Feeding on Fancies During China’s Great Famine

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Can recipe books be used as historical material for research? Can they reflect political and social situations? If you believe that recipe books can only teach you how to cook, you may be underestimating some important sources that reflect our history.

Numerous scholars have argued that recipe books can be regarded as a reflection of the history, culture, society and identity of a country or place. Research on recipe books for communal canteens is especially rare in the field of China’s history. Dr FAN Ka-wai, Associate Professor of CityU’s Department of Chinese and History, has conducted research to discuss three recipe books created for communal canteens published in 1959. He used recipe books as the historical material, supplemented with government documents, booklets published by local authorities, newspapers and memoirs, among others, to reveal the diet of the Chinese people during the Great Famine, thus broadening our understanding of the Chinese Communist Party leaders’ thoughts and how they exercised control in the countryside.

In early 1958, China initiated the “Great Leap Forward” campaign. Although previous studies broadened our understanding of this campaign, there is still plenty of room for us to discover more valuable historical sources to provide a more comprehensive picture of this campaign and the ensuing famine. In 1958, the people’s communes were established as an administrative entity in rural China. One of the most important elements of the commune were the communal canteens, which were established to ensure that all the members within the commune obtained a fair share of economic growth while forbidding the preparation of food at home.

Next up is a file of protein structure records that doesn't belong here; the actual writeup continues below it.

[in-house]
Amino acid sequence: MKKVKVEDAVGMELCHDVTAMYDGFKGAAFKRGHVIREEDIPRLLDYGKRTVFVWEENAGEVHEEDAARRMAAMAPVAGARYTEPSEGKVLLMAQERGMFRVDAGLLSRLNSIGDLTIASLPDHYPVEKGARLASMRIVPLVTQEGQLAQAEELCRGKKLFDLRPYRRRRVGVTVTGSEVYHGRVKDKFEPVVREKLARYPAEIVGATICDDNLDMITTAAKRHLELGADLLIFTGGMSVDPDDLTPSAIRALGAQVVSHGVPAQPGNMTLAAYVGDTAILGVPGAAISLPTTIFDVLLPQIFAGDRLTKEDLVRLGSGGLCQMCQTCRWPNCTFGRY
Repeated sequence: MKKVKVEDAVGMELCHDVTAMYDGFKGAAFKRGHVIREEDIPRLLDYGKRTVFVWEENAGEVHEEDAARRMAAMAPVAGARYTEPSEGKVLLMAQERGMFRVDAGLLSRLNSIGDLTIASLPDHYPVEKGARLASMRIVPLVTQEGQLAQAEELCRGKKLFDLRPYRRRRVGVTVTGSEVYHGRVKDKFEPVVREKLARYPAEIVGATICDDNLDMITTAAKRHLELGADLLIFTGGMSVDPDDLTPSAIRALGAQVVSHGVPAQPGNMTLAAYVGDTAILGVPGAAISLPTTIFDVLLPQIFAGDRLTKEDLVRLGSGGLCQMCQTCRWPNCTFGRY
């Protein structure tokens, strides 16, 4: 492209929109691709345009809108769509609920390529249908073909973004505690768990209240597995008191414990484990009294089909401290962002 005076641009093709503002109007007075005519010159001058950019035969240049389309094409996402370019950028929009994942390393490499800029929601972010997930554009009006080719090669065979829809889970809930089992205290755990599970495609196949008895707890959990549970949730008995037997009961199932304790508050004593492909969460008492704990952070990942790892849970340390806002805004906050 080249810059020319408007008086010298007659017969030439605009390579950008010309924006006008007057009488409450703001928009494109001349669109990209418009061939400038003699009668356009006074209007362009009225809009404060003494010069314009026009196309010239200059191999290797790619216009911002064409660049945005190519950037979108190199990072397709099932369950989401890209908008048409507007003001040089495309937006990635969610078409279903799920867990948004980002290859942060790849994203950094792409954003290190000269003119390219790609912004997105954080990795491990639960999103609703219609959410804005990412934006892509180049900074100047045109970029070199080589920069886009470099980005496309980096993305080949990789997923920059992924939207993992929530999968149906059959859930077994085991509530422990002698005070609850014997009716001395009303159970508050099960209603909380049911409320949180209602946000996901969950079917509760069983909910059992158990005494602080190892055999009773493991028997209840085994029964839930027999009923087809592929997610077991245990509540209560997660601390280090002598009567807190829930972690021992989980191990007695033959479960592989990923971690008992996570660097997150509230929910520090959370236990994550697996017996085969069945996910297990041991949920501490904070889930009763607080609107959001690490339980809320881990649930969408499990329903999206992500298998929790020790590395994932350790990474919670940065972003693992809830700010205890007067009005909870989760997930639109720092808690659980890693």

By the end of October 1958, over 2.65 million communal canteens were established across the country, and 70-90% of villagers ate in communal dining halls. Since free meals were provided every day, it was difficult for the canteens to design and cook many different dishes…

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